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Russian President Vladimir Putin orders ceasefire in Ukraine over Orthodox Christmas

05-01-2023: Russian President Vladimir Putin on Thursday ordered his defense minister to implement a ceasefire in Ukraine for 36 hours on 6 and 7 January 2023 to allow Orthodox Christians to attend Christmas services, according to a statement from the Kremlin.

Many Orthodox Christians celebrate Christmas on 7 January.

Earlier on Thursday, Patriarch Kirill – the leader of the Russian Orthodox Church and a vocal supporter of the war – had called for a temporary ceasefire.

Proceeding from the fact that a large number of citizens professing Orthodoxy live in the areas of hostilities, we call on the Ukrainian side to declare a ceasefire and allow them to attend services on Christmas Eve, as well as on Christmas Day, Kremlin said.

A senior aide to Ukrainian President Volodymyr Zelenskiy, Mykhailo Podolyak, cast the Russian Orthodox Church as a “war propagandist” that had incited the “mass murder” of Ukrainians and the militarisation of Russia.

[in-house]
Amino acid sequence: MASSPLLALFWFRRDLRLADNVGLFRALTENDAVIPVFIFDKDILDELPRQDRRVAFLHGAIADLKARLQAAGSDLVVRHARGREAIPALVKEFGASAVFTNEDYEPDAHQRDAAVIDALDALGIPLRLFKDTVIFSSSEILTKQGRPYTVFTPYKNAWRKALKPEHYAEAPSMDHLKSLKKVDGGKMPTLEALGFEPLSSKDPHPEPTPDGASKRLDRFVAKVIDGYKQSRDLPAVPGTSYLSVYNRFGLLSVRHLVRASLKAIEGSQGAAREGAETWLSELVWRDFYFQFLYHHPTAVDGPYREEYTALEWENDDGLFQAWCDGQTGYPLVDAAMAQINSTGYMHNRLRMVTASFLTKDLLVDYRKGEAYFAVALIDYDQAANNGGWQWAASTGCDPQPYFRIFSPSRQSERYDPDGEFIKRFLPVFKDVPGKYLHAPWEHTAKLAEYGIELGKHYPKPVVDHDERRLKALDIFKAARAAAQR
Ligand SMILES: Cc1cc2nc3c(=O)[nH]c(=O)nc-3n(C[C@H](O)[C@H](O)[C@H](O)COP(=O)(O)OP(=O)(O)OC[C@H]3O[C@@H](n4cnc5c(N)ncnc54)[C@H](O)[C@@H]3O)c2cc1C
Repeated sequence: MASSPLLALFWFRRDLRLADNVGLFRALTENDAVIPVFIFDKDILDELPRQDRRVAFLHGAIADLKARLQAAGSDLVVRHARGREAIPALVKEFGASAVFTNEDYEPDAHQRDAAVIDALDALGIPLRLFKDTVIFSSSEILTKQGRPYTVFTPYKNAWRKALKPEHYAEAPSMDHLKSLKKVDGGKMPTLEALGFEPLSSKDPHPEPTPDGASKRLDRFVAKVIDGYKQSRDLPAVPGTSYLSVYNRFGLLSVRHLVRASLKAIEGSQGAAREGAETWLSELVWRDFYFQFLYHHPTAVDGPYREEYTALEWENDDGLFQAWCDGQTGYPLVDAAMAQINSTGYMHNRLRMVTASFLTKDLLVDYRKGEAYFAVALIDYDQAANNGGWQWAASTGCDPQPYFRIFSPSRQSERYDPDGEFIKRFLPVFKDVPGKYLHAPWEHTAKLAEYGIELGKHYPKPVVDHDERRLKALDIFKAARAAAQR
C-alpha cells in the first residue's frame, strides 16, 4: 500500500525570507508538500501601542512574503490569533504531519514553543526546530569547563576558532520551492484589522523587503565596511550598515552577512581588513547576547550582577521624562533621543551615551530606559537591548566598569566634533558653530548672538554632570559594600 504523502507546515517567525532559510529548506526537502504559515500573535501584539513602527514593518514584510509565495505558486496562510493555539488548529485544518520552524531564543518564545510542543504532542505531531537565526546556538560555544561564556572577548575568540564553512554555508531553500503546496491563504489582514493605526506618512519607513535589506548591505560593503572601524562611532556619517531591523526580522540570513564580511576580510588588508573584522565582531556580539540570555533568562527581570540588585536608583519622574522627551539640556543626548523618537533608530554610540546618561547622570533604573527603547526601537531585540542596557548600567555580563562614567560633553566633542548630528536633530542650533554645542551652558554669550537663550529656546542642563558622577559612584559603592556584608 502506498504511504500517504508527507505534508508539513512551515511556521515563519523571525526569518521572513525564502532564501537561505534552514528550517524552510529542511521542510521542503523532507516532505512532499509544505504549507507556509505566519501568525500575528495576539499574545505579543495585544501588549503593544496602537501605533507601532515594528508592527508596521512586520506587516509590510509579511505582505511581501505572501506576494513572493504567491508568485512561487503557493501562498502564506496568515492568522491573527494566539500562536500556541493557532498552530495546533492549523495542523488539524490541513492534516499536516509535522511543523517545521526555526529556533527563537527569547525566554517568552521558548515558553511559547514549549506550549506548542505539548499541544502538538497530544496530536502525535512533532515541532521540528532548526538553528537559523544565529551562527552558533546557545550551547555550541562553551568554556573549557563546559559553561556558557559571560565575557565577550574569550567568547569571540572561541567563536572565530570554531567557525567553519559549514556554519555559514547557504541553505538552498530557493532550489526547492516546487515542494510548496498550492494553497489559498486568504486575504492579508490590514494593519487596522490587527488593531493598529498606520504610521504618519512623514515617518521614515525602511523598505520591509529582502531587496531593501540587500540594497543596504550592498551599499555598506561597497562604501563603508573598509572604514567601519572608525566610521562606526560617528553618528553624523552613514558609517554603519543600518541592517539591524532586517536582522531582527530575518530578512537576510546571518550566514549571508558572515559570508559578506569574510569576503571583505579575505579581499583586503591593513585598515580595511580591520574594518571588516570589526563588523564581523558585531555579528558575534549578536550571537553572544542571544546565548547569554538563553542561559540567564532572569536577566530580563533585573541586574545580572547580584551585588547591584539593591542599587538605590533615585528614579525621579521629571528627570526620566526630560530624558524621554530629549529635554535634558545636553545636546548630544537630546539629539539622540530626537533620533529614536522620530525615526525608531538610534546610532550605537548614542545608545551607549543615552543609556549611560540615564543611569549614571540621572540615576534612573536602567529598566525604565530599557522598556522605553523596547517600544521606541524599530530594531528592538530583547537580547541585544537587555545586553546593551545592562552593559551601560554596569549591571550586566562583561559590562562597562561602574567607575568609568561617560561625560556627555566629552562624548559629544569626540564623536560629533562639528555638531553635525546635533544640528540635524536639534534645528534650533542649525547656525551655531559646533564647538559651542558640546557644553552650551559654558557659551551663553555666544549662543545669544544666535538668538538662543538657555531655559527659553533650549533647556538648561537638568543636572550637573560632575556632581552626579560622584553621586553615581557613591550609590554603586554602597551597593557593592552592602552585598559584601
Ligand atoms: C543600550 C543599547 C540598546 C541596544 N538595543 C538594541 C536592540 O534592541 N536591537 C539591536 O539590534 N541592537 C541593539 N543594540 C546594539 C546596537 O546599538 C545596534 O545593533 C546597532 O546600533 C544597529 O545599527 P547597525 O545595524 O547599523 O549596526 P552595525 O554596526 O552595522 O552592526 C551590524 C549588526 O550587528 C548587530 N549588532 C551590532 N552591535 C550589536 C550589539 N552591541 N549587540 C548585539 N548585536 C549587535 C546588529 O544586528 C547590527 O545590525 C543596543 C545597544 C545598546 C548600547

“The statement of the Russian Orthodox Church about the ‘Christmas Truce‘ is a cynical trap and an element of propaganda, he said.

Until recently, commemorating the birth of Jesus in December was not accepted in Ukraine. However, due to Russia’s invasion, many people’s opinions have changed. In October, the leadership of the Orthodox Church of Ukraine, which is independent of the Russian church and one of two branches of Orthodox Christianity in the country, agreed to allow people to celebrate on December 25th. The choice of dates has significant political and religious implications in a country with rival Orthodox churches, and small changes to rituals can hold a lot of meaning in the ongoing cultural conflict that coincides with the ongoing military conflict.

Christmas celebrations in Ukraine were thrown into disarray following a decree by the Synod of the Orthodox Church of Ukraine that local church rectors can choose which date to celebrate the holiday. This decision triggered criticism by some members of the church, who argued that the change could further divide an already divided country.